This does not mean whatever happened was your fault. This does not mean you brought something horrific on yourself. What it does mean is that what happens next is yours. Victim or victor? It is up to you.
A very good friend was the victim of a crime. It was almost a decade ago and it has affected every area of her life. It changed the way she dresses down to the undergarments she wears. It changed her weight. It changed the way she approached men and even how she has approached life in general. She still dreams about it.
I know what happened was horrible. However, I think it is just as horrible the way it has changed her life since then. Confronting personal horror is never easy or fast. It is difficult, tine-consuming and it doesn’t happen overnight. Yet, it is necessary. I wonder how her life would be different if she had sought help earlier.
You cannot change what has happened but you can decide whether you live closely with it – making it an intimate part of your everyday life or you move beyond it – you don’t ignore it but it becomes an event of the past, something you have handled and dealt with.
Yes, it starts with you, but how do you start?
You admit the nature of your problem or challenge. Recent events led me to come to a very personal decision. I suffer from depression. Looking back, I’ve suffered from it for a while. It has affected my relationships with men, family and friends. It has held me back in a number of ways. I wasted a lot of time denying this. Yet, for me to make real change, I had to accept this reality. For you it might be confronting the affect that a past incidence has on your current life, maybe you need to admit you have a substance abuse problem or other detrimental issue. The first step to owning it is naming it.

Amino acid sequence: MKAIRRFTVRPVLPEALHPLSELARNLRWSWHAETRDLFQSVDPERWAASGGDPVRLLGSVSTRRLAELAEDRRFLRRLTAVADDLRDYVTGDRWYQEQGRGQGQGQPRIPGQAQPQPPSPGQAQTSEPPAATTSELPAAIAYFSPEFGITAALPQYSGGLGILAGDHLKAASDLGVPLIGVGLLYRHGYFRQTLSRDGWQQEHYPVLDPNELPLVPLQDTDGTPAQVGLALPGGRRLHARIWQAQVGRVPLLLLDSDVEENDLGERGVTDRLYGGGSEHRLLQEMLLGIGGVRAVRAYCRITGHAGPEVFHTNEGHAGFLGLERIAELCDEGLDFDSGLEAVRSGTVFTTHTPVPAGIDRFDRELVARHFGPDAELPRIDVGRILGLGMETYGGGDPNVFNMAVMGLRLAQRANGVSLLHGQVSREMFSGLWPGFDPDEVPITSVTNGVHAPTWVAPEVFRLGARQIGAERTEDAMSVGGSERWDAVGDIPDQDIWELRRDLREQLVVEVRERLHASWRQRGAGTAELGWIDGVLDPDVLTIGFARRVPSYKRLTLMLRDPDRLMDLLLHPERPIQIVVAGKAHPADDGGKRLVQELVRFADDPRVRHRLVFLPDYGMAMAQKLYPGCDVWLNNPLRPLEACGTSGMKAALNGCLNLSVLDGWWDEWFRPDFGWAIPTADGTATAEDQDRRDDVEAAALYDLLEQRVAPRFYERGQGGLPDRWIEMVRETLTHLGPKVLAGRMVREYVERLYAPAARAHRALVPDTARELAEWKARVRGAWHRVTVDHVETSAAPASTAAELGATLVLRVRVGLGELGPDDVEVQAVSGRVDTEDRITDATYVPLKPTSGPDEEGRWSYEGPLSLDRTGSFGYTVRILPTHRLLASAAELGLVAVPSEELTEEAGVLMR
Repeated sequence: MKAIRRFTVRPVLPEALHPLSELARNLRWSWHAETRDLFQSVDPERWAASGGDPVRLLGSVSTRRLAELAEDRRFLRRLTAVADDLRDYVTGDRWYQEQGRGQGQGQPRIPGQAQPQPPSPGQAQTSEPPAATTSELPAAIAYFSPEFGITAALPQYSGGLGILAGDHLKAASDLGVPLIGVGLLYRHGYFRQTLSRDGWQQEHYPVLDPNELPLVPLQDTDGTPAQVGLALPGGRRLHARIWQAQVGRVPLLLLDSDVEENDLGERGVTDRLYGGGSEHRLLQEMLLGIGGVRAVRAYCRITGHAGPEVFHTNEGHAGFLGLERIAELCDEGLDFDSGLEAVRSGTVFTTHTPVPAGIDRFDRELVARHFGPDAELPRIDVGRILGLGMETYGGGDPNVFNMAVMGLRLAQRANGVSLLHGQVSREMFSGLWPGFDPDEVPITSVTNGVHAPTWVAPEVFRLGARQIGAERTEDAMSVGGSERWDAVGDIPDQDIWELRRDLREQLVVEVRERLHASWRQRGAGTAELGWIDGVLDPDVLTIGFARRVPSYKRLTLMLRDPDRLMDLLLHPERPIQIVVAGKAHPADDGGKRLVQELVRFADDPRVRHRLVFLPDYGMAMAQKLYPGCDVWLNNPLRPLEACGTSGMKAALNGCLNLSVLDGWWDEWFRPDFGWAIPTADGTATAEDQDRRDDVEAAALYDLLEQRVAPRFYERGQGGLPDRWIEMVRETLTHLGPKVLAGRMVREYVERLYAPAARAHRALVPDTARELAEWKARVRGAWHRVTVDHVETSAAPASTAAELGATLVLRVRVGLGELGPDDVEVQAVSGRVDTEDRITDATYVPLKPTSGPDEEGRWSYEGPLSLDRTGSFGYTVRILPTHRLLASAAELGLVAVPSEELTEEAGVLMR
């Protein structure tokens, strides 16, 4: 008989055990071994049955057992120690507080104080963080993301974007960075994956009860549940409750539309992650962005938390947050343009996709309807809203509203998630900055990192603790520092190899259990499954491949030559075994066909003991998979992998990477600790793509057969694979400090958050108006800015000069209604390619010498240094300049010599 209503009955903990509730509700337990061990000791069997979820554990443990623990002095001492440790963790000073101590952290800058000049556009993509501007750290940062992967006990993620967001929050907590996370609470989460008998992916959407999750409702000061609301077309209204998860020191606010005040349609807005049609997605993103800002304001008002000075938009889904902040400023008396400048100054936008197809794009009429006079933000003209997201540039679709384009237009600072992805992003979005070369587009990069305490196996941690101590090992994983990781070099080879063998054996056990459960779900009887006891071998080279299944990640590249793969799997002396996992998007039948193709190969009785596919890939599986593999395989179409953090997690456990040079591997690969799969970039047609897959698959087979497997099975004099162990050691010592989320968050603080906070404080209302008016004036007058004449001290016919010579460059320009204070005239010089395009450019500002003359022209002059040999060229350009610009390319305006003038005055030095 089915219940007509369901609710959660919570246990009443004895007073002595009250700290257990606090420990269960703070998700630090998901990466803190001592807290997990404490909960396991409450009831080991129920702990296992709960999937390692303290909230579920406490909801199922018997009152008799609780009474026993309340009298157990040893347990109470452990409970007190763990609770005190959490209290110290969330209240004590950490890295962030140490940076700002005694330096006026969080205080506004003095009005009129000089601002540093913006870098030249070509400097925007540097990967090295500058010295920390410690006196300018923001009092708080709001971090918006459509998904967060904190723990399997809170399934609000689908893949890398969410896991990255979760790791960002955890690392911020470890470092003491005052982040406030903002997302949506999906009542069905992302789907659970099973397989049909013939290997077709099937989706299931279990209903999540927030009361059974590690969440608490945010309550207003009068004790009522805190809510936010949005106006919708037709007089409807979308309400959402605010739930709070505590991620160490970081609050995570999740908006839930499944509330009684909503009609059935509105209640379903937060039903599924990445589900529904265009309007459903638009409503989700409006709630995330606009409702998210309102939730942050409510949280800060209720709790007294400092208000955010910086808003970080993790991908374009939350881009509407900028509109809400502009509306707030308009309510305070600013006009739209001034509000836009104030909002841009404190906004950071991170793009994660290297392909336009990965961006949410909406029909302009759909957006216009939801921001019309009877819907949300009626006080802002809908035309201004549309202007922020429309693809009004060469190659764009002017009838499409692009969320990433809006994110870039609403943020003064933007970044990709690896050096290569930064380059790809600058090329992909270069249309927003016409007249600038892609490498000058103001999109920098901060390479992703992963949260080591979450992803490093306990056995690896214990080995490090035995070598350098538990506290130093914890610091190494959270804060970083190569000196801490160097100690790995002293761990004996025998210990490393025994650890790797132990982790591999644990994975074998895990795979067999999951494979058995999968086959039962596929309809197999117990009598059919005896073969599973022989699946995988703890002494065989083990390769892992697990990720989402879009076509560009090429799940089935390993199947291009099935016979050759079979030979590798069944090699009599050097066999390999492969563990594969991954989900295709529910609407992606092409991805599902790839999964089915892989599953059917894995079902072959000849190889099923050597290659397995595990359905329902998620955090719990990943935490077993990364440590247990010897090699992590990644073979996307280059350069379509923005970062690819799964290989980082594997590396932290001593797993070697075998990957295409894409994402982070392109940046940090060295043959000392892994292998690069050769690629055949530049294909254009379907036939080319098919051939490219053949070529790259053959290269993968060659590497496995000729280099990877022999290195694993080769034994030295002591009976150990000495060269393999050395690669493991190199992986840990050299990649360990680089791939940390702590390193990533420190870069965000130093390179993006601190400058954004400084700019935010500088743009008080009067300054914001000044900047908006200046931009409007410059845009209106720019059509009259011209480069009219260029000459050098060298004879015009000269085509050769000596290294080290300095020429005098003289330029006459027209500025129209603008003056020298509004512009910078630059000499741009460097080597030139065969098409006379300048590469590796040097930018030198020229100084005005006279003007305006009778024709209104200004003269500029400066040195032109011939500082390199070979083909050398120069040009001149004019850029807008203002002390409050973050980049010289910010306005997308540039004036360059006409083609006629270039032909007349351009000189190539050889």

Next, admit you need help and seek it. During one episode of major depression, I sought help from a therapist. A lot of people don’t take that step, they suffer because they few therapy as narcissistic, or something rich people do. In the worst case scenario, they believe that it is a sign of weakness. Therapy is nothing of the sort. First of all, whatever problem you have is impacting those around you. Seeking help helps you and those in your inner circles, so it isn’t narcissistic. A lot of health insurance includes mental health so it is affordable. There is also a lot of free and low cost services available. Finally, admitting weakness is a sign of strength. Hiding behind pain and not confronting your issues is really what is weak.
Then again, after you admit your problem you might not need help at all. What you need is a swift kick and a desire to make a real change.
Whatever you decide to do, know that it is up to you to do it. If you came home from work and found that you had been robbed, what would you do? Would you just accept that you no longer have a television, a computer or any nice jewelry? Would you sit in the middle of the floor and wait for the thieves to have a change of heart and return your stuff? Would you call the police and the insurance company and file a report? Would you start thinking about what you have to do to replace your things?
Chances are you wouldn’t just accept the robbery and do nothing. You wouldn’t expect the robbers to change their minds. You would do something. You would put in the work and the time to replace what was stolen. Isn’t the quality of your life at least as important?